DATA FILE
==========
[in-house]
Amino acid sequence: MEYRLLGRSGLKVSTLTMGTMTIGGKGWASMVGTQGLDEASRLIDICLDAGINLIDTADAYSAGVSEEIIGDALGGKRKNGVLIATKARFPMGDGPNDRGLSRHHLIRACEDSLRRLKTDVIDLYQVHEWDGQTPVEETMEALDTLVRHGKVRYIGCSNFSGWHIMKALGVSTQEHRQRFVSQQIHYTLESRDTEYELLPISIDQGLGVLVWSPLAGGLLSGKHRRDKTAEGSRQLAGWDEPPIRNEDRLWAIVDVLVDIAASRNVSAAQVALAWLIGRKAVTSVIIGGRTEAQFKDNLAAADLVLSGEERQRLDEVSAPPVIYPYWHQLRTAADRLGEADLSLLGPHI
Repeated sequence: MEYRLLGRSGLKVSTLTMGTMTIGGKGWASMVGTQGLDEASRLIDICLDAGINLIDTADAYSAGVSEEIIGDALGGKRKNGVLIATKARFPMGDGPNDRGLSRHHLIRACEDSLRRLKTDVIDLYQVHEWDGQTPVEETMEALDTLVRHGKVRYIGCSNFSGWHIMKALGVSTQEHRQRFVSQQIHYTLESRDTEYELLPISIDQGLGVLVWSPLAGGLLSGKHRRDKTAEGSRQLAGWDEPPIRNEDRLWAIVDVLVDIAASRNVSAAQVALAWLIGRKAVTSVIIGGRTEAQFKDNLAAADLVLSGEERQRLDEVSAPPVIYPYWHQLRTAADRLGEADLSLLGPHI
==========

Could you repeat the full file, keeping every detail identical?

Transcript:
[in-house]
Amino acid sequence: MEYRLLGRSGLKVSTLTMGTMTIGGKGWASMVGTQGLDEASRLIDICLDAGINLIDTADAYSAGVSEEIIGDALGGKRKNGVLIATKARFPMGDGPNDRGLSRHHLIRACEDSLRRLKTDVIDLYQVHEWDGQTPVEETMEALDTLVRHGKVRYIGCSNFSGWHIMKALGVSTQEHRQRFVSQQIHYTLESRDTEYELLPISIDQGLGVLVWSPLAGGLLSGKHRRDKTAEGSRQLAGWDEPPIRNEDRLWAIVDVLVDIAASRNVSAAQVALAWLIGRKAVTSVIIGGRTEAQFKDNLAAADLVLSGEERQRLDEVSAPPVIYPYWHQLRTAADRLGEADLSLLGPHI
Repeated sequence: MEYRLLGRSGLKVSTLTMGTMTIGGKGWASMVGTQGLDEASRLIDICLDAGINLIDTADAYSAGVSEEIIGDALGGKRKNGVLIATKARFPMGDGPNDRGLSRHHLIRACEDSLRRLKTDVIDLYQVHEWDGQTPVEETMEALDTLVRHGKVRYIGCSNFSGWHIMKALGVSTQEHRQRFVSQQIHYTLESRDTEYELLPISIDQGLGVLVWSPLAGGLLSGKHRRDKTAEGSRQLAGWDEPPIRNEDRLWAIVDVLVDIAASRNVSAAQVALAWLIGRKAVTSVIIGGRTEAQFKDNLAAADLVLSGEERQRLDEVSAPPVIYPYWHQLRTAADRLGEADLSLLGPHI